By Leonard E. Colvin
New Journal and Guide
State Sen. Lionell Spruill is living proof that a politician can enjoy life after losing a political race you may have had a chance to win.
On June 20, Spruill of Chesapeake lost a primary election for the newly drawn 18th State Senate District to fellow Senator Louise Lucas of Portsmouth. Recent State Redistricting put both Lucas and Spruill into the same newly drawn 18th District.
This duo and other powerful Democratic and Republican incumbents were drawn into the same House or Senate Districts. To resolve the issue a primary election was formulated.
Some of those affected by the redistricting chose retirement. But not these two.
Sixty percent of the new 18th District is in Chesapeake, the city Spruill represents under his former 5th District, and Spruill backers assumed long-time supporters would venture to the polls and help him continue his career in the Senate.
Spruill said his campaign pulled about 37 percent of the vote in Portsmouth. He only needed 25 percent, according to his campaign analyst and directors.
In Chesapeake, however, several key precincts, where previously he secured 1,350 plus votes, only delivered 440.
That shortfall doomed his chances.
After a brief period of reflection, Spruill told the GUIDE he is back, reaching out to media and political allies, talking strategy, advising, and declaring his willingness to help his party do well in the November 7 General Election.
Until that election, he is still Senator Lionell Spruill, Sr. He said he will continue to walk the halls of power in Richmond to carry on his duties as a lawmaker.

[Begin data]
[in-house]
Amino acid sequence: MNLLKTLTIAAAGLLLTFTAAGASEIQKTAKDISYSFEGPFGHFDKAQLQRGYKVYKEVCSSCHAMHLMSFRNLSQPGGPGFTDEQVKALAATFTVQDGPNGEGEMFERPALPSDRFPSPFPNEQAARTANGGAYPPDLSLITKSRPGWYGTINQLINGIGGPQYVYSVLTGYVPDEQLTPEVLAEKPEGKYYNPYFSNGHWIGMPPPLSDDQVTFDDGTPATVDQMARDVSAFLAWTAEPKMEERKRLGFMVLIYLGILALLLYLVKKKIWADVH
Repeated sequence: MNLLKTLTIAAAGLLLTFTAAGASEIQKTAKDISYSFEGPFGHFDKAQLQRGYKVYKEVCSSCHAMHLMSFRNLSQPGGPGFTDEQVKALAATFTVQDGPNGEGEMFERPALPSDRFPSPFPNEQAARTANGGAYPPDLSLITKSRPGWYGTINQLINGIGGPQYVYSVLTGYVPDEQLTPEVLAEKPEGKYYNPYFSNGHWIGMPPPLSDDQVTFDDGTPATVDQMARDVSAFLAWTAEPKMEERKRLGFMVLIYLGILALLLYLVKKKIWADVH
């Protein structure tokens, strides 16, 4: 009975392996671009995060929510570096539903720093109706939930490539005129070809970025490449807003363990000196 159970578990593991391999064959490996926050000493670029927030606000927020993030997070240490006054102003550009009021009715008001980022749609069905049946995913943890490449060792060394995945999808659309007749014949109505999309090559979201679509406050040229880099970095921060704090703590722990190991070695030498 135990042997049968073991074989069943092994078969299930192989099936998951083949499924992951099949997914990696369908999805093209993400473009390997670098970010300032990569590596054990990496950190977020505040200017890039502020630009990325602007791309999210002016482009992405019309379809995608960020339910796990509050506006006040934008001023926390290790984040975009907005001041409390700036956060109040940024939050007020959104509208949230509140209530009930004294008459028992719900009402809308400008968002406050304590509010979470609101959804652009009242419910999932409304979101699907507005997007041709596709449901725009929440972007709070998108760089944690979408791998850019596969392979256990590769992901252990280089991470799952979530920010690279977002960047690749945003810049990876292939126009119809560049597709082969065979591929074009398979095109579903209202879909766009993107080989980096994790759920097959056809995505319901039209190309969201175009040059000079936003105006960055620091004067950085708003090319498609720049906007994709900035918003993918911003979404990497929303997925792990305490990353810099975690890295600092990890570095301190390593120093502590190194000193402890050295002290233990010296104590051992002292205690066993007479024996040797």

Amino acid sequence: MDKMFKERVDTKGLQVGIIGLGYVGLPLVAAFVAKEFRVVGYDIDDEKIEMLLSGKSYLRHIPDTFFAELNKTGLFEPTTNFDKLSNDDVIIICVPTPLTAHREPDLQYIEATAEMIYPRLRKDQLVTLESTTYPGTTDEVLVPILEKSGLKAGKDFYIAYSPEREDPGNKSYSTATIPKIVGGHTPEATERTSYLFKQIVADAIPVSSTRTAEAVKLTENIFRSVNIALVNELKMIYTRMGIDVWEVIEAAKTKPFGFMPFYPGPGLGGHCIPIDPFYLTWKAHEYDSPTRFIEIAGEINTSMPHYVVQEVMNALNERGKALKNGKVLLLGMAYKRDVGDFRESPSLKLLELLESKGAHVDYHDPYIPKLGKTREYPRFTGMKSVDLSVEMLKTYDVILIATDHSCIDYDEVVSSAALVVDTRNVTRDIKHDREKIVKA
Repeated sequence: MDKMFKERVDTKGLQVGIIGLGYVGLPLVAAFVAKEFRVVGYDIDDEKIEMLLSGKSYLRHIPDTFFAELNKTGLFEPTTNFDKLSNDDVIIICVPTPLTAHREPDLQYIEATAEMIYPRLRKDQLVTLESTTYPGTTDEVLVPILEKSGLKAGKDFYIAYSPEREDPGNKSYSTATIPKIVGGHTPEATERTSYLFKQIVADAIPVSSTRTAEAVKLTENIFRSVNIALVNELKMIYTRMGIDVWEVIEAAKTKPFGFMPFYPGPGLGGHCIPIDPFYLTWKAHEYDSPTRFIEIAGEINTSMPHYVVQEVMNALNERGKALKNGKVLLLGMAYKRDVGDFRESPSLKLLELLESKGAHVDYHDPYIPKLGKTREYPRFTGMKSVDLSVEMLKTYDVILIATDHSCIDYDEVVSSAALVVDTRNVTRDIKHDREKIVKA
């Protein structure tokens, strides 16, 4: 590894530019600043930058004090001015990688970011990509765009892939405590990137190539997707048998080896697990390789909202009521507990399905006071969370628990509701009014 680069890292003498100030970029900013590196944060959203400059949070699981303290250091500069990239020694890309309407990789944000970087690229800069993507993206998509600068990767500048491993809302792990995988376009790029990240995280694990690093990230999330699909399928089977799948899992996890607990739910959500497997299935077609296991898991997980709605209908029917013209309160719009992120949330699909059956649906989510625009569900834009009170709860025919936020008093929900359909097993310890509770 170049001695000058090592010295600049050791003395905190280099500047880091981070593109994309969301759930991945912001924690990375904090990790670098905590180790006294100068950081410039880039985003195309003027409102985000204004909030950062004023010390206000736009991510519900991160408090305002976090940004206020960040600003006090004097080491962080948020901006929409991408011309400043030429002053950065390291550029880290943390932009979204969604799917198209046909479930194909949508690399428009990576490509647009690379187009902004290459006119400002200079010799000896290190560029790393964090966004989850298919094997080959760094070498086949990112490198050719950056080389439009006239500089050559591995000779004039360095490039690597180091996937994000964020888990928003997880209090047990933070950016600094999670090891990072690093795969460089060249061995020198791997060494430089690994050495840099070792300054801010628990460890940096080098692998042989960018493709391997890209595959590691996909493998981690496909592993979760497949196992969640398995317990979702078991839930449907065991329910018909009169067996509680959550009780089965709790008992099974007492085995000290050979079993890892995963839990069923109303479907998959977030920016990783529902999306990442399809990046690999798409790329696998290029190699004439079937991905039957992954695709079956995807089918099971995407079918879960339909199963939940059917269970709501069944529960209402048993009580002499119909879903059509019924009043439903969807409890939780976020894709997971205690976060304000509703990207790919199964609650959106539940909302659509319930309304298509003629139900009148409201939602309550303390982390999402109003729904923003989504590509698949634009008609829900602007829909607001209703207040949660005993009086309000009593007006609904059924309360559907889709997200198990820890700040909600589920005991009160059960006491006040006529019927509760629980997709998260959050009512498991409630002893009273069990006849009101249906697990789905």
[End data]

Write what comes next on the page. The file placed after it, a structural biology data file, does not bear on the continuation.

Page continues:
For the first time in years, he said, he is taking a vacation. He and his family members are off to Europe – Rome, Italy to see the cultural and historic sites.
Politically, Spruill said he won’t be sitting idle and is not hurting monetarily.
He has been offered a role with Senators Tim Kaine and Mark Warner’s network.
He said he could accept a seat on a powerful state Board or Commission at the request of Republican Governor Glenn Youngkin,
Spruill said State Democrats have a good chance of retaining the Senate.
The closest race in the Senate may involve Delegate Clinton Jenkins, who is working to win the 17th Senate District against incumbent Emily Brewer.
State Senator Mamie Locke, the current chair of the Senate Caucus, and running unopposed in Senate District 23, said Jenkins has a good chance to jump from his seat in the House to the Senate.
She said Democrats will provide funding. U.S. Senator Tim Kaine, Congressman Bobby Scott, and State Senator Lucas, all of whom won Portsmouth, Suffolk and other Democratic friendly parts of the 17th before redistricting, will campaign with him to bolster their support.
Locke said the 17th District is among seven races that will determine which party will control the Senate. She said Democrats have a chance of adding at least one or more seats to a 22-19 majority in that chamber.
Locke said that if Democrats retain their majority, she will run to become the first African-American female majority leader in the Senate.
Senator Lucas is the current President Pro Tempore of the Senate, and she hopes to retain that seat and become the Senate Finance Committee Chair.